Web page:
Film has made me the person I always wanted to be; confident, perseverant, and conscientious. It taught me how to convey my ideas, motivate people, and trust others that such a collaborative art form requires. I went from rarely putting out ideas to friends, to pitching ideas to clients. Seeing myself accomplish feats that seemed only for those I thought of as betters has lifted my self-worth immensely. Even better is seeing the relief and delight in friends after we all put 110% and sleepless nights into a film because we all love bringing stories to life and the journey that bonds us together while making the production happen.
Raven Two Feathers was a 2014 graduate of Ballard High School.
Raven has finished her second year at Santa Fe University of Art and Design, where the connections and experiences of her freshman year have made campus and professional endeavors even more meaningful.
On the production side, Raven has been able to work on several student and professional projects this year, including 1st AD on a senior thesis (Ladybug by Jamie Haug) Ladybug promo: https://www.youtube.com/watch?v=lNPPc3nggSg) and stage manager on the local production of the SFUAD Rocky Horror Picture Show Shadow Cast. Once again she was sound mixer/head of the sound department on set for principle production of "Karkutong," part of Shoot the Stars (a professional production run by student crews and starring A-list talent) (Karkutong trailer: https://vimeo.com/155257475). Raven is currently expanding her short, “Little Beep of Revelations,” into a web series. This is a piece about a grim reaper who learns to love saving lives through her job of death and the corporate world.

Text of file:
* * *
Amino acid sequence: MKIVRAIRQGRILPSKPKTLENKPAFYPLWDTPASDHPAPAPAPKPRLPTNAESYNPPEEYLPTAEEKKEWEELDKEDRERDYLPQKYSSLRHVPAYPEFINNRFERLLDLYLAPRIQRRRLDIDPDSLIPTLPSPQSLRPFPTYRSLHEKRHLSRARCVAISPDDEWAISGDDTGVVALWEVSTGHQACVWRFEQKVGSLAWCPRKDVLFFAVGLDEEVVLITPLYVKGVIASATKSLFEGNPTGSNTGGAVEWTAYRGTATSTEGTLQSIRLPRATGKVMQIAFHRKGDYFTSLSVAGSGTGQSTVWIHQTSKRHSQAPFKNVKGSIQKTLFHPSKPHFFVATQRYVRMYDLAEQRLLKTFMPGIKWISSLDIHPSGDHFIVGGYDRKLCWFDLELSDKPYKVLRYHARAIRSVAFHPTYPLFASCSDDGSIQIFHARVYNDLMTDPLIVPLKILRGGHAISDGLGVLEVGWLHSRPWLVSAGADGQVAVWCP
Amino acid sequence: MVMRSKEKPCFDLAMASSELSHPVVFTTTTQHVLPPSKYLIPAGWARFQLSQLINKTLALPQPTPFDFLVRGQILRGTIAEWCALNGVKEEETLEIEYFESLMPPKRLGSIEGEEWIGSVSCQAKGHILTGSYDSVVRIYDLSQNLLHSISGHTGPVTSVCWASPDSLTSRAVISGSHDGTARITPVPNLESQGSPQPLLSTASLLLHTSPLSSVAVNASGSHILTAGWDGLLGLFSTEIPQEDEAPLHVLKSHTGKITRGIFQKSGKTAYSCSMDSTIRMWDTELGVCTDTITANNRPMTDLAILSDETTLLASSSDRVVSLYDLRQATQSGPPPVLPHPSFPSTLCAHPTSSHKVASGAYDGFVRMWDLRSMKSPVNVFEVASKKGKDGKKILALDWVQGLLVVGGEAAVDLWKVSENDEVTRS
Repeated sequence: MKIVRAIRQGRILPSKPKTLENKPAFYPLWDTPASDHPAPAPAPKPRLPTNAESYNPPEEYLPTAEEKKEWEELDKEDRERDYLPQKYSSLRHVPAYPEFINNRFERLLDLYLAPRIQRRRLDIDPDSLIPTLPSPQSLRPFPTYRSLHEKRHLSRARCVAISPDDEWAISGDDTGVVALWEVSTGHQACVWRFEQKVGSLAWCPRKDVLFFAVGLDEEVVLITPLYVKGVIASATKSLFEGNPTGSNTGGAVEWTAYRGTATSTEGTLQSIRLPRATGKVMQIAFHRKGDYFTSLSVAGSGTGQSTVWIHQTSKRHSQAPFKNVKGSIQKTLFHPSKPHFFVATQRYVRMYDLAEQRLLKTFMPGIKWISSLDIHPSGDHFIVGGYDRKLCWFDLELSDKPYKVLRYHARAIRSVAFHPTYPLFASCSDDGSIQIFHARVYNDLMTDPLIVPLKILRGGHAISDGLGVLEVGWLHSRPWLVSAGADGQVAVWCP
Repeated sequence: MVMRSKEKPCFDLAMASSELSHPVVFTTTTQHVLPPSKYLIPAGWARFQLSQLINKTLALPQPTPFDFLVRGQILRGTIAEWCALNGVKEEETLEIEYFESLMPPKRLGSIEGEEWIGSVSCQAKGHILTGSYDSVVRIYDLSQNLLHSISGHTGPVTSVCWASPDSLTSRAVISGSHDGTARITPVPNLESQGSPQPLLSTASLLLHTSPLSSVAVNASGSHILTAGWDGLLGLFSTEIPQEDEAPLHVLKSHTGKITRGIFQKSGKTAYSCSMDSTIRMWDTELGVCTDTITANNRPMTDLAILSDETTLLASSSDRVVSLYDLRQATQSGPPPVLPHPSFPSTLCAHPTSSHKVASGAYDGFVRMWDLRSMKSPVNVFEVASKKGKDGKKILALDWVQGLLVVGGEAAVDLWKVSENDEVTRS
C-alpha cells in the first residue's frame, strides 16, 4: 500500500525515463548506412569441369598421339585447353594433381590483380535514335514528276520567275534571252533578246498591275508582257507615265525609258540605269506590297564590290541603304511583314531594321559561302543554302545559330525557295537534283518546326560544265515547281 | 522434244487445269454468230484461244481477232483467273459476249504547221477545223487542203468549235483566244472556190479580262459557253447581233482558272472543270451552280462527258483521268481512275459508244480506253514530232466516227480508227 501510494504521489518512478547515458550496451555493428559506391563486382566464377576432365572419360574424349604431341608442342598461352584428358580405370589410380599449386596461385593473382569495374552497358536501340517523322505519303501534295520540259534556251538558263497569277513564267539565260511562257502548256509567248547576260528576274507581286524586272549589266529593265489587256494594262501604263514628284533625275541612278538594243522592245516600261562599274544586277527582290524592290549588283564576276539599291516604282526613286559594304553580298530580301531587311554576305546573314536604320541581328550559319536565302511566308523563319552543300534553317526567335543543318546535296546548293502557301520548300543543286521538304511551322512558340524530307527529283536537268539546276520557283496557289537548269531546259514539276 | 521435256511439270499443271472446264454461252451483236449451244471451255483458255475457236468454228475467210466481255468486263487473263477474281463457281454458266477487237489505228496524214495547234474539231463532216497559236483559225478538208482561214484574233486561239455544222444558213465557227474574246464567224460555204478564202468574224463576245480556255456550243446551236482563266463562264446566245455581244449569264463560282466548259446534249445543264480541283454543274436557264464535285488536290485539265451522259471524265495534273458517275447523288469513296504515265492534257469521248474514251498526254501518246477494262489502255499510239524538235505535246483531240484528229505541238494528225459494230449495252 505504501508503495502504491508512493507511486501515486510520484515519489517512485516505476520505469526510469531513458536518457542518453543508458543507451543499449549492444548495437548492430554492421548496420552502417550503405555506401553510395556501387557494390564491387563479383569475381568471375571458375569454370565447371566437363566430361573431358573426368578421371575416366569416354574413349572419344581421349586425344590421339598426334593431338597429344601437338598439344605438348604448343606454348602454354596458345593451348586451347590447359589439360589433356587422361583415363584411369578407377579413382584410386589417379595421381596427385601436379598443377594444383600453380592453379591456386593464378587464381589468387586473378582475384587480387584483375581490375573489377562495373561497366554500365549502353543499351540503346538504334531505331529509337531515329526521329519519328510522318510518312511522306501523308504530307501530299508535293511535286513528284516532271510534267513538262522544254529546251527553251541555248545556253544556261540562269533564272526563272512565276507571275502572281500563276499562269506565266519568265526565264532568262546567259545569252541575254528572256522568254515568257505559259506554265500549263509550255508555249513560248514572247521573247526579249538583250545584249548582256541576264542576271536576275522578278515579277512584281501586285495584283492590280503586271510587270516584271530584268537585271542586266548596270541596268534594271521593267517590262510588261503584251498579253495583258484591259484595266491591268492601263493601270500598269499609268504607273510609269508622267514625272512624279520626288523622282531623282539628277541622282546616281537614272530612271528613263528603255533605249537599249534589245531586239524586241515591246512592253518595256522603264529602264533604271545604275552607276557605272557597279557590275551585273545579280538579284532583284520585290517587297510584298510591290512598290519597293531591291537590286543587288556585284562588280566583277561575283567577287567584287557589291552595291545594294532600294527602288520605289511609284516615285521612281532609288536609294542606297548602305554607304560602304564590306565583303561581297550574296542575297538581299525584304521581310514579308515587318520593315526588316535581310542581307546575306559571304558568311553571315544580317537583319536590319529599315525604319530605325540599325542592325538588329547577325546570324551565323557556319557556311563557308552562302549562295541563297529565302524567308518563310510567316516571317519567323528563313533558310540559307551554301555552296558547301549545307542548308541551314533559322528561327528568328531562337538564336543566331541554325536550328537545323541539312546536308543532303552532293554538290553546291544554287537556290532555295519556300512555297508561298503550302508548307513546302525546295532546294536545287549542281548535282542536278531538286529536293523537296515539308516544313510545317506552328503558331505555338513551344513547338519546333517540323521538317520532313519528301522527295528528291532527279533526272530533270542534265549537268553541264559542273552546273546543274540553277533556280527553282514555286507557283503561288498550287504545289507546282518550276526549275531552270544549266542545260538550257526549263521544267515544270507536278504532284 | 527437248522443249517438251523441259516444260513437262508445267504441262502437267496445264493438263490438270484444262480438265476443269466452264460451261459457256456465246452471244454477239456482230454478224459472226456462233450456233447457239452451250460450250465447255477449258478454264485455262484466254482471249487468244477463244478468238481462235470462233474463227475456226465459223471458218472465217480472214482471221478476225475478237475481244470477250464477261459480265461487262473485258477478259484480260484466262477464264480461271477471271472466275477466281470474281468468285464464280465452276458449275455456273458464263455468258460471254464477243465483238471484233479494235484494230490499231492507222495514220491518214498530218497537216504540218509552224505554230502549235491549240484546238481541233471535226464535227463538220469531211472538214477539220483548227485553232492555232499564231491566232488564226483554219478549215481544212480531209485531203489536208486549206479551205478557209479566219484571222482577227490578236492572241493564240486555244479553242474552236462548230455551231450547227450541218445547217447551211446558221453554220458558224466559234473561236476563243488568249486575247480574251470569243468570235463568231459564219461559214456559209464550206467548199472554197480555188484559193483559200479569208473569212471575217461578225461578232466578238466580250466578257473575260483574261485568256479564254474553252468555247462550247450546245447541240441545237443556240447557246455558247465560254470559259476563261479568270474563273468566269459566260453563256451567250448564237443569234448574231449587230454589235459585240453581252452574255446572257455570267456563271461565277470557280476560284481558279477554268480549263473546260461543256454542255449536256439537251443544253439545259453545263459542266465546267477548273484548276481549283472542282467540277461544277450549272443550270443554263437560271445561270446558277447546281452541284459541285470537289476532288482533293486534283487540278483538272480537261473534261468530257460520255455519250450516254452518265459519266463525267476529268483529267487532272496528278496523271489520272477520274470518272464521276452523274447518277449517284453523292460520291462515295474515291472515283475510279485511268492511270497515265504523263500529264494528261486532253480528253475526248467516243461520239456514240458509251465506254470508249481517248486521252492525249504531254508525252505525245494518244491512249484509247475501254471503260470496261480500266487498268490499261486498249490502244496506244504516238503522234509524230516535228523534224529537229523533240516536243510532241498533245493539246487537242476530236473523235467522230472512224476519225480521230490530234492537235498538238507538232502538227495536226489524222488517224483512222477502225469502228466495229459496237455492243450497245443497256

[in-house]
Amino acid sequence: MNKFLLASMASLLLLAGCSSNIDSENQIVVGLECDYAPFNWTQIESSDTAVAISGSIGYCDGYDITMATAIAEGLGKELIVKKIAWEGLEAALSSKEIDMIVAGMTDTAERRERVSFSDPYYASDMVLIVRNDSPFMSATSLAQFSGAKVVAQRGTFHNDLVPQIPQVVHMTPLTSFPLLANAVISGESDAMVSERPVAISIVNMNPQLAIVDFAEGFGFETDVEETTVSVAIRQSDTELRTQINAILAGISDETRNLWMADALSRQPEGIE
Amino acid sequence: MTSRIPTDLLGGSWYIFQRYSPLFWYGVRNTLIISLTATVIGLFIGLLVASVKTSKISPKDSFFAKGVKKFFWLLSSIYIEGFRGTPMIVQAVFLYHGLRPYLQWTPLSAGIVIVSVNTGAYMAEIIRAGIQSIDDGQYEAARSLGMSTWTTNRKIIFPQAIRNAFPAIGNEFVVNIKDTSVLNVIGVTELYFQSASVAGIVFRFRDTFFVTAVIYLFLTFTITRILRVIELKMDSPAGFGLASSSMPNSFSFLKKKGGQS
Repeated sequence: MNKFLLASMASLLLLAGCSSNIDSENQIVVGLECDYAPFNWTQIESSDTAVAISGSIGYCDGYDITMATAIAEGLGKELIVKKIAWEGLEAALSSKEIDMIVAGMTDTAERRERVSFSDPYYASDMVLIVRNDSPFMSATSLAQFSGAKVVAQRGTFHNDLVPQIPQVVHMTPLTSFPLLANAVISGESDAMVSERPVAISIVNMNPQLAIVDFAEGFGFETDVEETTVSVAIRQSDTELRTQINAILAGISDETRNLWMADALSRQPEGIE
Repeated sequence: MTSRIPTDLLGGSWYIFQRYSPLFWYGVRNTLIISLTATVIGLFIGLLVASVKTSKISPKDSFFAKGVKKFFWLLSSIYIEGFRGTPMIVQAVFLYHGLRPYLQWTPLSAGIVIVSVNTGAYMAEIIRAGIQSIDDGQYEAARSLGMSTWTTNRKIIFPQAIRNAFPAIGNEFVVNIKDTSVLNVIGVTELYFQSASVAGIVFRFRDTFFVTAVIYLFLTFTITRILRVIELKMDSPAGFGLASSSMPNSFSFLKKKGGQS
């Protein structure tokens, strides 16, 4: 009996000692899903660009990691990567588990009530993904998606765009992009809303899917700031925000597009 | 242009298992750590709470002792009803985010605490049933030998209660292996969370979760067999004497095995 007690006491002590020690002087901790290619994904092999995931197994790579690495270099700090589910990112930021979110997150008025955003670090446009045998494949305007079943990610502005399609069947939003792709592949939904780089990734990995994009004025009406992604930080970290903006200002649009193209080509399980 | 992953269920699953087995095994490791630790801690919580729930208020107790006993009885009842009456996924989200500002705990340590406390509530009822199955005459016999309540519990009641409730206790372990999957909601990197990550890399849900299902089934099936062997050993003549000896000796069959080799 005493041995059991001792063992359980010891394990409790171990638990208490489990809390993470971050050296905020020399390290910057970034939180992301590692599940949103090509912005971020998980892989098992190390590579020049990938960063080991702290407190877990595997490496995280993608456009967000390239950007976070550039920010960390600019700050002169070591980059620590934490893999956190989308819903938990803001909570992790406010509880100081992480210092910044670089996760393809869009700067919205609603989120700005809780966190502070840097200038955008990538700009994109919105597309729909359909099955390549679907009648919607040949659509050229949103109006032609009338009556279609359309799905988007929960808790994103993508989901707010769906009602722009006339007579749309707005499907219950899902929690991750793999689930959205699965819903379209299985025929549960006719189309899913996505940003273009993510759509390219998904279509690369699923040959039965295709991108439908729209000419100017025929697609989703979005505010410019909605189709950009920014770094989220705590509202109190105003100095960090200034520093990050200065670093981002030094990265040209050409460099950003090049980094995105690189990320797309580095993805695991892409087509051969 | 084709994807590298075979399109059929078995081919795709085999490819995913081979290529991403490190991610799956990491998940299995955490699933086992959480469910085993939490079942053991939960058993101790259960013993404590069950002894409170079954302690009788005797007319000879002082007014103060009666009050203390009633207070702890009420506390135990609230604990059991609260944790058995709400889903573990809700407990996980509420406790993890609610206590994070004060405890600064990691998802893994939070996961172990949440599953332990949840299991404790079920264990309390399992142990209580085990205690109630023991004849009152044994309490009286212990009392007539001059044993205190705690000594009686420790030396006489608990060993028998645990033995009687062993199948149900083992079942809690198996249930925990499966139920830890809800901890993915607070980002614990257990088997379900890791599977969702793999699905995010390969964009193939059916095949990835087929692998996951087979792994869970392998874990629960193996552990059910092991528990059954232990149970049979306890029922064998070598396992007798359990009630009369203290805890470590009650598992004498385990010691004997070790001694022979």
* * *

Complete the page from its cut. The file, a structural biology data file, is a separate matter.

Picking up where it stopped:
While back in Seattle, she is interning with Tracy Rector, a local Indigenous media maker, and Three Dollar Bill Cinema, an LGBT+ film and media non-profit. She is also working for the Seattle Public Schools Media Operations Center, who she interned for her senior year of high school."
At Ballard, Raven was president of the Future Filmmakers Club, and producer of Just Plane Lucky in the 2014 NFFTY 48-hour Film-Off, which placed second overall. Raven has used her experiences of moving around the U.S. from the age of five to give her a fresh perspective of the world with the goal to tell stories that aren’t normally heard — stories about “the diversity that life has to offer.” In 2013 Raven, along with teens around the country, participated in the SuperFly Filmmaking Experience workshop where she told the story of the Suquamish Tribe in the Kitsap Peninsula. The film, Live to Remember, which she produced with other participants, screened at the Seattle International Film Festival and was added to the collection at Smithsonian’s National Museum of the American Indian.